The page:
With early returns showing the Likud party hanging on and Israeli Prime Minister Benjamin Netanyahu claiming victory, Republican senators who were chastised by the White House for signing an open letter to Tehran on Iran’s nuclear program began to swiftly weigh in.
The Times of Israel noted that voter turnout in Israel was 71.8 percent — the highest since 1999. Zioinst Union leader Isaac Herzog had not conceded defeat, but with Likud and ZU neck-and-neck Netanyahu’s party is in a strong position to form a unity government. Netanyahu said after voting that, should he win, the third person he calls would be President Obama.
“Against all odds:a great victory for the Likud. A major victory for the people of Israel!” Netanyahu triumphantly tweeted. “This is a great victory for our nation. I’m proud of people of Israel who in the moment of truth knew what was important. Every family, soldier, citizen, Jewish or not are important to me! We will form a strong government to work for them.”
Sen. Marco Rubio (R-Fla.) was one of the fastest out of the gate with a response to the Israeli elections.
“Today’s parliamentary elections in Israel remind us of what unites our two countries and what distinguishes Israel, as the only true democracy in the Middle East, from its neighbors. Millions of Israelis took to the polls to choose their representatives, and ultimately shape the government that will guide their country in the coming years,” Rubio said.
“Now that the Israeli people have made their decisions, it is time for the Israeli political process to work. Whatever the outcome of that process, the United States will continue to stand firmly with our ally, Israel. We will stand by the Israeli people and their duly elected political leadership.”
Sen. Ted Cruz (R-Texas), another potential 2016 hopeful, said Netanyahu “has been an extraordinary leader for Israel, and I congratulate him on what appears to be a victory today.”
“His electoral success is all the more impressive given the powerful forces that tried to undermine him, including, sadly, the full weight of the Obama political team,” Cruz continued. “American officials should not be undermining the elected leaders of our closest allies, especially when Prime Minister Netanyahu’s heroic – even Churchillian – opposition to a nuclear Iran has done such tremendous service to U.S. national security. The American people are proud to stand steadfastly with our Israeli brothers and sisters. May our friendship grow and prosper, and may the Nation of Israel stay forever strong.”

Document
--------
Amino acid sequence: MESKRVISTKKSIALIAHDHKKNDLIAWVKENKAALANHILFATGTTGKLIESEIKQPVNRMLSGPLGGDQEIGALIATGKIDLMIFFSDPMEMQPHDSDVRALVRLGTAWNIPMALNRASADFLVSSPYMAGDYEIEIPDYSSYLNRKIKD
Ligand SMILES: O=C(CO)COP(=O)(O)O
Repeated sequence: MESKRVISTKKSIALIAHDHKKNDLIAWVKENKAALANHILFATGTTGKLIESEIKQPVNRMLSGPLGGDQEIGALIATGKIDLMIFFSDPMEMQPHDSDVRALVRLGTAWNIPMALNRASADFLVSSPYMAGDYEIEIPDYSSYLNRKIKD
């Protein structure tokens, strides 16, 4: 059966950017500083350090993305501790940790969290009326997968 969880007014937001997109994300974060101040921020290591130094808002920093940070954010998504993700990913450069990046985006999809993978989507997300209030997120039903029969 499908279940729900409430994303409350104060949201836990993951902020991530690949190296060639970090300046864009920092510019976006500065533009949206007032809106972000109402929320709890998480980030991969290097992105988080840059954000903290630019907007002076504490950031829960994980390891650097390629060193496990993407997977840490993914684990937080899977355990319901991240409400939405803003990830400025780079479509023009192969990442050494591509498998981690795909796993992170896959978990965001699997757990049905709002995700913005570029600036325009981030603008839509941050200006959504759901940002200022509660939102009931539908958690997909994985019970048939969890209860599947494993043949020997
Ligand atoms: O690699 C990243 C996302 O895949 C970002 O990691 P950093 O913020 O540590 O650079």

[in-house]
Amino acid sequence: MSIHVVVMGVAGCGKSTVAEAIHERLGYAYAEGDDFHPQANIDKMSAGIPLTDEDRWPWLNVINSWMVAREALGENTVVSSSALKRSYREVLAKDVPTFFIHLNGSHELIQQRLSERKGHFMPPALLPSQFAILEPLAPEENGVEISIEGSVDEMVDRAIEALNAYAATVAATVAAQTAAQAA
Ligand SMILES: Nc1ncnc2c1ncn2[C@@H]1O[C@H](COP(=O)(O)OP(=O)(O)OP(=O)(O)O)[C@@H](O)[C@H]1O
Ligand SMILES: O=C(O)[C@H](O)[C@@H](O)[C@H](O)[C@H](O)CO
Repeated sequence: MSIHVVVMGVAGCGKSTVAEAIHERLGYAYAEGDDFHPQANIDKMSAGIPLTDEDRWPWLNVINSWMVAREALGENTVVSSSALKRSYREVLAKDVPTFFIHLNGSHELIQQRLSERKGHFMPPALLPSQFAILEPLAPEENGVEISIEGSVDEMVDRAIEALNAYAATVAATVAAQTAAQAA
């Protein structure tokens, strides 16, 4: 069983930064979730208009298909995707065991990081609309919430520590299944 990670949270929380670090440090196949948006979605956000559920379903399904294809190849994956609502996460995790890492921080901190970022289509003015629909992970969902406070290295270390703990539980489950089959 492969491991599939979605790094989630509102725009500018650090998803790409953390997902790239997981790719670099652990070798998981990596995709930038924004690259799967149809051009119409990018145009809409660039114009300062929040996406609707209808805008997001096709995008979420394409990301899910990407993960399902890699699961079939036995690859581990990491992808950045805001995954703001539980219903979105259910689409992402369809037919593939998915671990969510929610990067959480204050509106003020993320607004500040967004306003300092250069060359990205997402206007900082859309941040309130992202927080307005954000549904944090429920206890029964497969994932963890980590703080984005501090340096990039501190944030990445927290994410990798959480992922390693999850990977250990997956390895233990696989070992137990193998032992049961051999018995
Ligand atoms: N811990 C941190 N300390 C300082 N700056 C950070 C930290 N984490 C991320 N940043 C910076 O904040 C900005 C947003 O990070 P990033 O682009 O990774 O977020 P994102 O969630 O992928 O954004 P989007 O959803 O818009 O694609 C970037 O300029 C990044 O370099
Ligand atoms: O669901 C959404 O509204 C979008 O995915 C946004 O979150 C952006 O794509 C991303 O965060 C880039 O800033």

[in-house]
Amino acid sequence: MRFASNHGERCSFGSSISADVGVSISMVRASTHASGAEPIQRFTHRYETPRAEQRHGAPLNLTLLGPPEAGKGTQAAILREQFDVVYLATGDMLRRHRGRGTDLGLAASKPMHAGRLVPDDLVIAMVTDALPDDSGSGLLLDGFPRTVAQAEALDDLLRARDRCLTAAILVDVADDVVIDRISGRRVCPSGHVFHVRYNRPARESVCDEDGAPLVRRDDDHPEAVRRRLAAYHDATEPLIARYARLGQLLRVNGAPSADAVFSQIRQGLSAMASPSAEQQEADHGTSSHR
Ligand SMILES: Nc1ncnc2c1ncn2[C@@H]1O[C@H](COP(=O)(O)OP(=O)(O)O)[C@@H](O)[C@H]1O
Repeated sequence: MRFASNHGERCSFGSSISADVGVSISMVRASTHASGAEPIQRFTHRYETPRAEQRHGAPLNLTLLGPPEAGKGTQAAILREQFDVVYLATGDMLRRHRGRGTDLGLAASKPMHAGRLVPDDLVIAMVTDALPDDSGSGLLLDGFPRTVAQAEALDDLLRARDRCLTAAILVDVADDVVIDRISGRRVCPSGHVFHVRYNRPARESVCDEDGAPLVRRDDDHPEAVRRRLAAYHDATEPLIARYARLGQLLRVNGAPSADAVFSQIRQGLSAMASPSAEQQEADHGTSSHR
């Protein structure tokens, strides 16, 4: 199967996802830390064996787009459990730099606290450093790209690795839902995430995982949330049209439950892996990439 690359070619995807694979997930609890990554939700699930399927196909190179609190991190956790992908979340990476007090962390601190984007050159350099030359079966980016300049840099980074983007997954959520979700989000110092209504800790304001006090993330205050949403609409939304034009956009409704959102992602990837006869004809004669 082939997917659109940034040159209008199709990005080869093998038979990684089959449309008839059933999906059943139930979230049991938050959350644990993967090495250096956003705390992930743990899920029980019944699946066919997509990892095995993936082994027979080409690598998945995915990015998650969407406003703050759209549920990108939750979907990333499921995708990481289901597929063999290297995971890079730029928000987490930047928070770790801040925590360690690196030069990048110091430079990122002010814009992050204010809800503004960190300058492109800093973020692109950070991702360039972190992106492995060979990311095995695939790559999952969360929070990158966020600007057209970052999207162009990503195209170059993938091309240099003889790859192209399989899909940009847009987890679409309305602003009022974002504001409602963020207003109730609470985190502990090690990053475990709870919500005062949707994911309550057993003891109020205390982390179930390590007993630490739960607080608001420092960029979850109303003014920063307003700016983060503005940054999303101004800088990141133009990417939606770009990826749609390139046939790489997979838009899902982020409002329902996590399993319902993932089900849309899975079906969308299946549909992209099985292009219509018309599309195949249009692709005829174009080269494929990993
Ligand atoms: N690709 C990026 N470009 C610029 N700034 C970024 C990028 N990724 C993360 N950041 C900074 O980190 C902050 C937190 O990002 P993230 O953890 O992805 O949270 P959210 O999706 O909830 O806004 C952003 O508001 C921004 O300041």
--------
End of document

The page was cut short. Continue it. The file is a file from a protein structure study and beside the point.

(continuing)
Sen. Lindsey Graham (R-S.C.) said the Israeli people, “by their casting of ballots and voting for their leaders, showed the power of democracy in action.”
“I eagerly await the final results and the organization of a new government in Israel,” Graham said. “Israel and the United States have a long and valued friendship and alliance. We also have common values and share common enemies. I look forward to continuing to build on a strong US-Israel relationship as we both seek to address the rise of radical Islam and the threat posed to both our nations by the Iranian nuclear program.”
White House press secretary Josh Earnest, when pressed earlier on whether Obama thinks he can repair his relationship with Netanyahu should he remain prime minister, said “the president has no doubt that the strong ties between the United States and Israel will endure … far beyond this election.”
“And that has been true for generations now. That the U.S.-Israel relationship is not one that has been subject, historically, to — to partisanship, and not one that has been subject to intense partisan political debate,” Earnest said. “But rather, because of our deep cultural ties, because of the deep ties between our people, because of our shared interest when it comes to national security in the Middle East, that the — that the strong relationship between the United States and Israel will endure far beyond this upcoming election, or the election that’s being held today.”
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— בנימין נתניהו (@netanyahu) March 17, 2015